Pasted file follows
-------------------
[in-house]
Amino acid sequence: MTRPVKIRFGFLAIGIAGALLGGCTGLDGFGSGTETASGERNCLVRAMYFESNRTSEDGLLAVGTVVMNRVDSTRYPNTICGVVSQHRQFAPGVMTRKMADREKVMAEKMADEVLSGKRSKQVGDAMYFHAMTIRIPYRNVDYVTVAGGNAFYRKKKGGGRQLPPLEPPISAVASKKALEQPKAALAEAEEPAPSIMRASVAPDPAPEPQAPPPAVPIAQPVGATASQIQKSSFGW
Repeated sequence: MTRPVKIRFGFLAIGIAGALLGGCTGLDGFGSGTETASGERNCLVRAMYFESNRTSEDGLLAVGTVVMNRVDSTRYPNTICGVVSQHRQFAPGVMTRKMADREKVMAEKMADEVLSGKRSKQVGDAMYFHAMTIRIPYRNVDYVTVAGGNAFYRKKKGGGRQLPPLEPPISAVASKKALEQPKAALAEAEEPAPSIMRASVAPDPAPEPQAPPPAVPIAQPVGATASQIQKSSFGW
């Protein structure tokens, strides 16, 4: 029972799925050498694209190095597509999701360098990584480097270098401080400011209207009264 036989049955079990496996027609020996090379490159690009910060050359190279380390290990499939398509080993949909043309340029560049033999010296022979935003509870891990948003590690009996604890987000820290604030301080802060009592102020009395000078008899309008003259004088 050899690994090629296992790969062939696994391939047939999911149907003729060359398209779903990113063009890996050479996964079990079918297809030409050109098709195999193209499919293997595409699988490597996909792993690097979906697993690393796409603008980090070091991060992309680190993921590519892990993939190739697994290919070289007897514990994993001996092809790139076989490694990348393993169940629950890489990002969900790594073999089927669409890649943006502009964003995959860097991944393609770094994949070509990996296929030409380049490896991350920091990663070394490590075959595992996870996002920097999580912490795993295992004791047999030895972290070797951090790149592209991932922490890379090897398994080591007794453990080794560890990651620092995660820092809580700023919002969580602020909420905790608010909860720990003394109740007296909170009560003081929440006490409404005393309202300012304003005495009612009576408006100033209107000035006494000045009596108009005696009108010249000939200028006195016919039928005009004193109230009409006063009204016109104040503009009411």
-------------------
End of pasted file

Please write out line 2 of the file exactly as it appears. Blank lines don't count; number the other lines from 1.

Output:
Amino acid sequence: MTRPVKIRFGFLAIGIAGALLGGCTGLDGFGSGTETASGERNCLVRAMYFESNRTSEDGLLAVGTVVMNRVDSTRYPNTICGVVSQHRQFAPGVMTRKMADREKVMAEKMADEVLSGKRSKQVGDAMYFHAMTIRIPYRNVDYVTVAGGNAFYRKKKGGGRQLPPLEPPISAVASKKALEQPKAALAEAEEPAPSIMRASVAPDPAPEPQAPPPAVPIAQPVGATASQIQKSSFGW